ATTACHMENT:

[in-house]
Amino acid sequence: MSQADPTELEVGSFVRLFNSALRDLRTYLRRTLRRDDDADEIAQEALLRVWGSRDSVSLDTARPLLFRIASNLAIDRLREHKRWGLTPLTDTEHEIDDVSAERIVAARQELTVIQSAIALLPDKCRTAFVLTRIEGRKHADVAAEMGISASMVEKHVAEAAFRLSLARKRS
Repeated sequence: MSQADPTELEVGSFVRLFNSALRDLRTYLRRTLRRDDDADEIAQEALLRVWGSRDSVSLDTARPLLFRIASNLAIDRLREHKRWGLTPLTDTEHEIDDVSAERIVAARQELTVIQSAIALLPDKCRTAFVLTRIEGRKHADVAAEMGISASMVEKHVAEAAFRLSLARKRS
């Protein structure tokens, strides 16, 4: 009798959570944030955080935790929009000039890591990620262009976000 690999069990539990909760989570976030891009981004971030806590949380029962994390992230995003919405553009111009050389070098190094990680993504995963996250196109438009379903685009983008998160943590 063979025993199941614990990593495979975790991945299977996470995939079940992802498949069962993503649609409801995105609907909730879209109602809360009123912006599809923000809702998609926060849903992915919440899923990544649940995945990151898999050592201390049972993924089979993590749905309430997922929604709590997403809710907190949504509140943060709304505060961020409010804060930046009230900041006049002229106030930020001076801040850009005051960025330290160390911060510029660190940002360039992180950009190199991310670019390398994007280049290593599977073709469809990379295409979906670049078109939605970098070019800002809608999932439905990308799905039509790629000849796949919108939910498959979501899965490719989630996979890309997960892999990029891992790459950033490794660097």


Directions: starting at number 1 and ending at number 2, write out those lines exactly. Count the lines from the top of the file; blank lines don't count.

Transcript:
[in-house]
Amino acid sequence: MSQADPTELEVGSFVRLFNSALRDLRTYLRRTLRRDDDADEIAQEALLRVWGSRDSVSLDTARPLLFRIASNLAIDRLREHKRWGLTPLTDTEHEIDDVSAERIVAARQELTVIQSAIALLPDKCRTAFVLTRIEGRKHADVAAEMGISASMVEKHVAEAAFRLSLARKRS